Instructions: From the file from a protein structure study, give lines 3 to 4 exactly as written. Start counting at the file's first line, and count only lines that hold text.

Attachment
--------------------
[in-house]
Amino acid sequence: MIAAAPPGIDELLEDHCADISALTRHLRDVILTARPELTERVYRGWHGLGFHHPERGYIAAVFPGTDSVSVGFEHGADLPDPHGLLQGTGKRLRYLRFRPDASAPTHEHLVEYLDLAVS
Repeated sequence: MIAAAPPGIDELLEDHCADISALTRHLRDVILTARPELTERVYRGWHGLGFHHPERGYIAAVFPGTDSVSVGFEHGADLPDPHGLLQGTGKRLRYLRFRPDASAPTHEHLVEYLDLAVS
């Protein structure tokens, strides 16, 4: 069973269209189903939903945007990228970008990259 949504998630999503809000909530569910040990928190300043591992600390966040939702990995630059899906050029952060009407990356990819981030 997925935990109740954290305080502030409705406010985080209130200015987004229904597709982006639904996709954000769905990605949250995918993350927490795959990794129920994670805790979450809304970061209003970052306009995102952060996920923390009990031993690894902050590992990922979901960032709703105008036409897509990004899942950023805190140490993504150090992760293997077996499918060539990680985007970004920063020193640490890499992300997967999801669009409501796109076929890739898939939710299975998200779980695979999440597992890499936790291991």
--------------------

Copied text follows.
Repeated sequence: MIAAAPPGIDELLEDHCADISALTRHLRDVILTARPELTERVYRGWHGLGFHHPERGYIAAVFPGTDSVSVGFEHGADLPDPHGLLQGTGKRLRYLRFRPDASAPTHEHLVEYLDLAVS
């Protein structure tokens, strides 16, 4: 069973269209189903939903945007990228970008990259 949504998630999503809000909530569910040990928190300043591992600390966040939702990995630059899906050029952060009407990356990819981030 997925935990109740954290305080502030409705406010985080209130200015987004229904597709982006639904996709954000769905990605949250995918993350927490795959990794129920994670805790979450809304970061209003970052306009995102952060996920923390009990031993690894902050590992990922979901960032709703105008036409897509990004899942950023805190140490993504150090992760293997077996499918060539990680985007970004920063020193640490890499992300997967999801669009409501796109076929890739898939939710299975998200779980695979999440597992890499936790291991």